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Cherry and walnut jam and a day at the market

Cherry and walnut jam recipe

Cherry and walnut jam.
One spring-summer fruit and one of the autumn.
Fresh fruit and “shell fruit”. Together they make a perfect pair.

Cherry and walnut jam recipe

At the market.

The fruits of the first spring month, the month of may, bring the promise of summer in their colors.
Strawberries and cherries dye the market stalls red, anticipating the juicy freshness and bright colors of summer fruit.

June opens the door to the summer holidays, and the market dresses up. The oranges of the apricots and peaches. The red of cherries and the last strawberries, the green skin of figs.

July, I love, is a phantasmagoria of colors and fragrances lit up by the sun.

The scorching temperatures reawaken the intense, sometimes disturbing, smells of fruit.

The red of watermelons cut in half, a promise of sweetness and refreshment, is an irresistible invitation. And what about melons, round and fragrant? Which to choose between the orange and cheeky one and the white-fleshed one with a delicate scent?

I dwell on the summer pears, which wear less conspicuous clothes and scents and which I find so elegant in their composure. The round queen Claudia (regina claudia variety), with its irresistible aroma, struggles to stand out among her plum sisters. She dresses in a color ranging from yellow to green, the others in a thousand shades of purple and orange.

This time around, I’ll be back with cherries, a fruit that anticipates summer, just as walnuts, well protected in their shells, are reminiscent of winter and tarnished house windows.

Cherry and walnut jam

Cherry and walnut jam.

The voices of different seasons come together in this jam. The floral notes of the cherry embrace the woody hints of the walnut forming wonder in the jar. Don’t forget a little vanilla which enhances the cherry and doesn’t hurt the walnut.

I chose black cherries because they are sweet and juicy. And they usually have tough flesh that doesn’t completely disintegrate when cooked, leaving some fruit whole. I prefer not to leave coarsely broken walnuts alone.

This jam lends itself to many uses.
You can eat it on its own. Or add it to yogurt for breakfast in the morning, spread it on bread, fill a tart, accompany cream or ice cream.

If you have doubts about how to vacuum soil, look at the post where I have collected tips and tricks for making homemade jams HERE.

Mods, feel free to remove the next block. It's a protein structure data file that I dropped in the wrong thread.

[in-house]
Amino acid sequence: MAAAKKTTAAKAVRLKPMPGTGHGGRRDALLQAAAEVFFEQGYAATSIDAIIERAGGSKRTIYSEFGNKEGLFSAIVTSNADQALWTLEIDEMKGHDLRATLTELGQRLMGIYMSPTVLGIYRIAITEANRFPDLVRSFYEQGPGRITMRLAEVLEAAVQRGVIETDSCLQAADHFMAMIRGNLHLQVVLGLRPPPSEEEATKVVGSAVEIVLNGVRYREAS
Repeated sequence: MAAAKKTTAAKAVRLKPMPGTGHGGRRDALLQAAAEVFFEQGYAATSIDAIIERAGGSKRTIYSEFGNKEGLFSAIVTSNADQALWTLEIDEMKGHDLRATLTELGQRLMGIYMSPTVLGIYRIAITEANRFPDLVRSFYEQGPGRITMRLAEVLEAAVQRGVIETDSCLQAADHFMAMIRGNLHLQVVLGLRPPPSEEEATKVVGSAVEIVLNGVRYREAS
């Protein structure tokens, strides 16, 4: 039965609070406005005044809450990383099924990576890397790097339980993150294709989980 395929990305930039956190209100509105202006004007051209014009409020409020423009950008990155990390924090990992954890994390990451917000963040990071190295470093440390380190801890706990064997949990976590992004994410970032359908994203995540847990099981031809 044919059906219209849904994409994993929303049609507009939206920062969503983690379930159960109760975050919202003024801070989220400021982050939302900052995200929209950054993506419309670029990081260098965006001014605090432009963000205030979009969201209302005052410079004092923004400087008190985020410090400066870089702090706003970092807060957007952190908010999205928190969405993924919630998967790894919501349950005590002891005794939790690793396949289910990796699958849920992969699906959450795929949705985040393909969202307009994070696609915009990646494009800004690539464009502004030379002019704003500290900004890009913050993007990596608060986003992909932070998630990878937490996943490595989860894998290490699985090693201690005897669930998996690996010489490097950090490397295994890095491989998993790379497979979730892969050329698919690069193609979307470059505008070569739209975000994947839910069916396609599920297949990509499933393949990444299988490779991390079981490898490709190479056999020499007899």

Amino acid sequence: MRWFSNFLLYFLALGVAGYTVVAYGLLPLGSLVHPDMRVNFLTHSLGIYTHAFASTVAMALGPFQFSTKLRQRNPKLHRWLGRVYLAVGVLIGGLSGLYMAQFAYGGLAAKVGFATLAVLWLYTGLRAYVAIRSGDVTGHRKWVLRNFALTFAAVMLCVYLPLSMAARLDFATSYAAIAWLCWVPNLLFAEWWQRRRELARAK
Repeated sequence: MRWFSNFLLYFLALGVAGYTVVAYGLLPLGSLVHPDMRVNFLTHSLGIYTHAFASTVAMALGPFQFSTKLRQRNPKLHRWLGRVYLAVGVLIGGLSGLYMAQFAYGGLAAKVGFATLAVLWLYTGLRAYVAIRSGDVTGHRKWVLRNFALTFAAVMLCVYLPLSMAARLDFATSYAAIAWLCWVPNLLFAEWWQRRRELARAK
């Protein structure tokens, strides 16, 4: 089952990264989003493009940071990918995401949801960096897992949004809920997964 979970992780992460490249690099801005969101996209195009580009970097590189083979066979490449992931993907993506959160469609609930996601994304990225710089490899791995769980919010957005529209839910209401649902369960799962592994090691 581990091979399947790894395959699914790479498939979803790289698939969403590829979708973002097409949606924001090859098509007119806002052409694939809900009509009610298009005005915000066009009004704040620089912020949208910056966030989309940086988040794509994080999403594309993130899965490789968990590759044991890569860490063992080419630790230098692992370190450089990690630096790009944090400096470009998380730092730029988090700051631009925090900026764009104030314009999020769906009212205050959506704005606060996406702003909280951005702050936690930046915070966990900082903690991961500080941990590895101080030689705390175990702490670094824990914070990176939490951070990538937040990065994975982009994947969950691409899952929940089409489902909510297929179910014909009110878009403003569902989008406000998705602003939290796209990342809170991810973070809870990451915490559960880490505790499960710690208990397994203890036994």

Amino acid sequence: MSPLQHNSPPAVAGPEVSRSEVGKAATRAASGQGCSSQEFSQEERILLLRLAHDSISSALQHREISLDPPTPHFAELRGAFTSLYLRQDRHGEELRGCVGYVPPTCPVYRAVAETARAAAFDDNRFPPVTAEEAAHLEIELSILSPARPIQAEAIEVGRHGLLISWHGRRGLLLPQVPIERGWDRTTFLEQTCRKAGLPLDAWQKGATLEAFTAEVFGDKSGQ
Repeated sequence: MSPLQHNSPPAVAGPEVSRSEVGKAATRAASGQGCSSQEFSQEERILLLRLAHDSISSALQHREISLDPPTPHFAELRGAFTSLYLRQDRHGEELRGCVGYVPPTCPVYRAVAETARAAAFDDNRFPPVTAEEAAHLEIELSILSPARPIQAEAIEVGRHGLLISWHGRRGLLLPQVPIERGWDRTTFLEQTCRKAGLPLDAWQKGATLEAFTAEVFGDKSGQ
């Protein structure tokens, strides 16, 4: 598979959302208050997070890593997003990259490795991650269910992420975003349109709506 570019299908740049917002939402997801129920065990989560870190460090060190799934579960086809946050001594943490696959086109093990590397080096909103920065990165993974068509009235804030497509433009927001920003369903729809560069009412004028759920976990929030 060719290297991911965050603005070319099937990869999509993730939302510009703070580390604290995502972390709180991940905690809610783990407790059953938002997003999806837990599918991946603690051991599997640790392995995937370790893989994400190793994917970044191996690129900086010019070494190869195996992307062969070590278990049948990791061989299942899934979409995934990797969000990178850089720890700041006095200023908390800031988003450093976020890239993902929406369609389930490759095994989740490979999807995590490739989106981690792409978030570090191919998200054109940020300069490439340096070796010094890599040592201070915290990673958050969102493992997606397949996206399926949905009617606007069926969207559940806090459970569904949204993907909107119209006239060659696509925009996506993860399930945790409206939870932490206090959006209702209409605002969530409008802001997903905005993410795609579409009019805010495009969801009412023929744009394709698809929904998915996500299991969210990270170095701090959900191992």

Otherwise, get your hands on the pitting tool, and follow the recipe. Here you’ll find two different methods: traditional cooking and the fast one with pectin.

Finally, I would like to remind you that you can avoid making jars and prepare an express compote or jam. Express means with a fast cooking. Before the recipe, in the Food tip, you will find the procedure.

Buona cucina, Monica

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Italian recipes

Food tips.

To make one jar of express jam you need: 100 g pitted black cherries, 3 coarsely chopped walnuts, 50 g sugar, and the juice of half a lemon. Put everything in a pan and cook for about 15 minutes over high heat, stirring. Turn off the heat, leave to cool, and keep covered in the fridge for a week. Fruit cooked in this way cannot develop botulism; it can make some mold but, you can see that.

Traditional cooking vs. using ready-made pectin: faster cooking allows the cherries to disintegrate less.

Cherry and walnut jam recipe

for 3 medium jars

1 kg black cherries
about ten walnuts, coarsely chopped
300 g sugar
juice and zest of half a lemon
1 teaspoon of natural vanilla extract

3 tablespoons red wine or 1 tablespoon rum
1 sachet of pectin for short cooking time


Wash the fruit and pit cherries.

Cut only some of the cherries in half, leaving the other’s whole (but all without stones, please).

Put the cherries and walnuts in a bowl, or the cooking pan if it is in the fridge, with all the ingredients (except wine and pectin), mix, cover, and leave to rest for 2 hours to overnight.

Traditional cooking:

Put the pan on the heat, bring to a boil, add the wine, stir, lower the heat to the minimum and cook for about an hour and a half, stirring occasionally.

Pour the jam into clean jars, close hermetically, and turn upside down to create a vacuum.

Quick cooking with pectina:

After the cherries have rested, add half a sachet of pectin (whole for a super gelled effect) and mix well.

Put the pan on the cooker and bring to a boil, stirring.

Add the wine, stirring constantly.

Usually, with pectin, the cooking time is quick, in the order of a few minutes.
Follow the instructions of the product you are using.

Cherry and walnut jam

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